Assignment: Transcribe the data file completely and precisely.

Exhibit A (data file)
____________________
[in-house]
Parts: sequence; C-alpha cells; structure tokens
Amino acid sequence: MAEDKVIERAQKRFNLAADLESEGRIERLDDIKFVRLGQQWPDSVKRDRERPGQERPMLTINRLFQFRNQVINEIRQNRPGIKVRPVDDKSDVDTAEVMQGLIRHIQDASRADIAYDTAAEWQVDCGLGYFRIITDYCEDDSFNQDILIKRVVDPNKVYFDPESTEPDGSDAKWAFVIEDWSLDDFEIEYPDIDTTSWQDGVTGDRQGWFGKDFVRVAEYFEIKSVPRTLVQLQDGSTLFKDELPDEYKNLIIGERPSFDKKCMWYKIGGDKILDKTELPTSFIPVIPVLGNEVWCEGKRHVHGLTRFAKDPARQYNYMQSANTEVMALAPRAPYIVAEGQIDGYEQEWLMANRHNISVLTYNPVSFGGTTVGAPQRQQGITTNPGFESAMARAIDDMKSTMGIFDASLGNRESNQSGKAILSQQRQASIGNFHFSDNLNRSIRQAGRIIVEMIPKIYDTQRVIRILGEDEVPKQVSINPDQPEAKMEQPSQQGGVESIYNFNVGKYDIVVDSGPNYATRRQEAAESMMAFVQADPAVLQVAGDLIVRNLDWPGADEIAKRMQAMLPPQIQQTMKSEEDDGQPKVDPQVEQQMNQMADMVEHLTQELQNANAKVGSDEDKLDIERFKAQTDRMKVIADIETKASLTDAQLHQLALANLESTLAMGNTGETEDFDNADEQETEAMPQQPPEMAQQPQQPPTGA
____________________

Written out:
[in-house]
Parts: sequence; C-alpha cells; structure tokens
Amino acid sequence: MAEDKVIERAQKRFNLAADLESEGRIERLDDIKFVRLGQQWPDSVKRDRERPGQERPMLTINRLFQFRNQVINEIRQNRPGIKVRPVDDKSDVDTAEVMQGLIRHIQDASRADIAYDTAAEWQVDCGLGYFRIITDYCEDDSFNQDILIKRVVDPNKVYFDPESTEPDGSDAKWAFVIEDWSLDDFEIEYPDIDTTSWQDGVTGDRQGWFGKDFVRVAEYFEIKSVPRTLVQLQDGSTLFKDELPDEYKNLIIGERPSFDKKCMWYKIGGDKILDKTELPTSFIPVIPVLGNEVWCEGKRHVHGLTRFAKDPARQYNYMQSANTEVMALAPRAPYIVAEGQIDGYEQEWLMANRHNISVLTYNPVSFGGTTVGAPQRQQGITTNPGFESAMARAIDDMKSTMGIFDASLGNRESNQSGKAILSQQRQASIGNFHFSDNLNRSIRQAGRIIVEMIPKIYDTQRVIRILGEDEVPKQVSINPDQPEAKMEQPSQQGGVESIYNFNVGKYDIVVDSGPNYATRRQEAAESMMAFVQADPAVLQVAGDLIVRNLDWPGADEIAKRMQAMLPPQIQQTMKSEEDDGQPKVDPQVEQQMNQMADMVEHLTQELQNANAKVGSDEDKLDIERFKAQTDRMKVIADIETKASLTDAQLHQLALANLESTLAMGNTGETEDFDNADEQETEAMPQQPPEMAQQPQQPPTGA